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Earlier this week, on behalf of the University of Oslo (UiO), we communicated a sincere apology to employees that have experienced racial or sexual harassment.
We cannot change the past, but let one thing be clear: UiO does not accept harassment in any form, whether it is based on skin color, ethnicity, gender, sexual orientation, religion, or disability.
The equality and anti-discrimination ombudsman has recently concluded that the University of Oslo has failed to follow discrimination law, on the grounds that UiO has insufficiently fulfilled its duty to prevent harassment of an employee.
We take the Ombudsman’s conclusion with the utmost seriousness. We are very sorry that employees at UiO have experienced harassment. We also apologize for the fact that UiO has not done enough to stop the harassment.
UiO should be a good place to work and study – for all students and all employees. If any employee or student uses harassing or degrading language, or in other ways harasses colleagues or fellow students, this must be stopped. Harassing statements can, as an ultimate consequence, provide grounds for termination of employment at UiO.
All leaders/managers, throughout the university, are responsible for ensuring a good work environment. From the university leadership we will convey very clearly that it is any leader/manager’s responsibility to act immediately if someone is experiencing harassment at UiO.
All students and employees are encouraged to use the Speak up-system, to avoid silence, passiveness or indifference when the right reaction is to speak up. We need to join forces throughout the whole university. In order to continue developing a strong academic community and an inclusive culture for both students and staff, we need our university to be characterized by trust rather than fear, by respect rather than disrespect, and by generosity rather than selfishness.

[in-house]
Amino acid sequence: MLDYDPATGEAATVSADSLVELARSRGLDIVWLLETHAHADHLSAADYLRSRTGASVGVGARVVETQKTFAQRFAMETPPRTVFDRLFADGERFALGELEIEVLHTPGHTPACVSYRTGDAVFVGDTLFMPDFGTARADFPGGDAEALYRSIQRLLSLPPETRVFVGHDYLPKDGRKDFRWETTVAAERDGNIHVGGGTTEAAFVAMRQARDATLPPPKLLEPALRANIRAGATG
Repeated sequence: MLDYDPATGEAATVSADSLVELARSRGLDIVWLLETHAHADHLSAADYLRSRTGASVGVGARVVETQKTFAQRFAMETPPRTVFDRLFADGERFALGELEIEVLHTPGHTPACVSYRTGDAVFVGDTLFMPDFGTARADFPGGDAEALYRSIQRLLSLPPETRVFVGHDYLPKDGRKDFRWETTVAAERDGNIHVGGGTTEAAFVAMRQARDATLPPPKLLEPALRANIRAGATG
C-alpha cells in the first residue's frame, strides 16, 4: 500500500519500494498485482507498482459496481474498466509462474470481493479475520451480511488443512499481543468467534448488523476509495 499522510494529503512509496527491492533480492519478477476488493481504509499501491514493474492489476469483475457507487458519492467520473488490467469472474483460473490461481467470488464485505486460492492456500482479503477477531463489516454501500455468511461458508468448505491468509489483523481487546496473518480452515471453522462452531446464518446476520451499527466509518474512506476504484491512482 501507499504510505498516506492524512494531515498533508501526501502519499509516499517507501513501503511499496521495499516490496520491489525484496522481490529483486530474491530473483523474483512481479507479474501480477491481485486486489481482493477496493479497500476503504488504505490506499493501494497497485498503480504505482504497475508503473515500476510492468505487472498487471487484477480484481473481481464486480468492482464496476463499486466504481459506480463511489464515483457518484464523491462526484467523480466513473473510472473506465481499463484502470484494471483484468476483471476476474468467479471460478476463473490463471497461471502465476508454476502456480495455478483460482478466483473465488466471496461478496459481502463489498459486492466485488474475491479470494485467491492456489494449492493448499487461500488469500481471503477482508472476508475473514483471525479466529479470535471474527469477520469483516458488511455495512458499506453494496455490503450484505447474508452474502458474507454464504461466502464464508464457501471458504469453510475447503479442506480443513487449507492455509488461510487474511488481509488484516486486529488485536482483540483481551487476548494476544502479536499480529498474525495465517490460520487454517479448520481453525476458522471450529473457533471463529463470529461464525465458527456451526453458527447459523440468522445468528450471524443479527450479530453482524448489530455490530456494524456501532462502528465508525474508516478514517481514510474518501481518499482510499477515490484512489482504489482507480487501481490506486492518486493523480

We have asked for a task force who will give advice on what measures UiO should take, so that students and staff know they can feel safe. We clearly need to increase the competence in the organization and we will offer preferably obligatory, courses for all leaders/managers at UiO on how to fight all kinds of harassment. These courses must include classes on rules and regulations, but also secure practical guidance and training.
Conflicts involving harassment are complex and difficult, and we need to enable our leaders/managers to deal with these conflicts much more actively than we have done until now. We also need to secure the necessary capacity in the support system.
We will communicate clearly the values we expect are shared among the whole UiO community, and strongly enforce that all cases will be followed up in a way that encompasses all involved.
This post was first published at Svein Stølen's blog.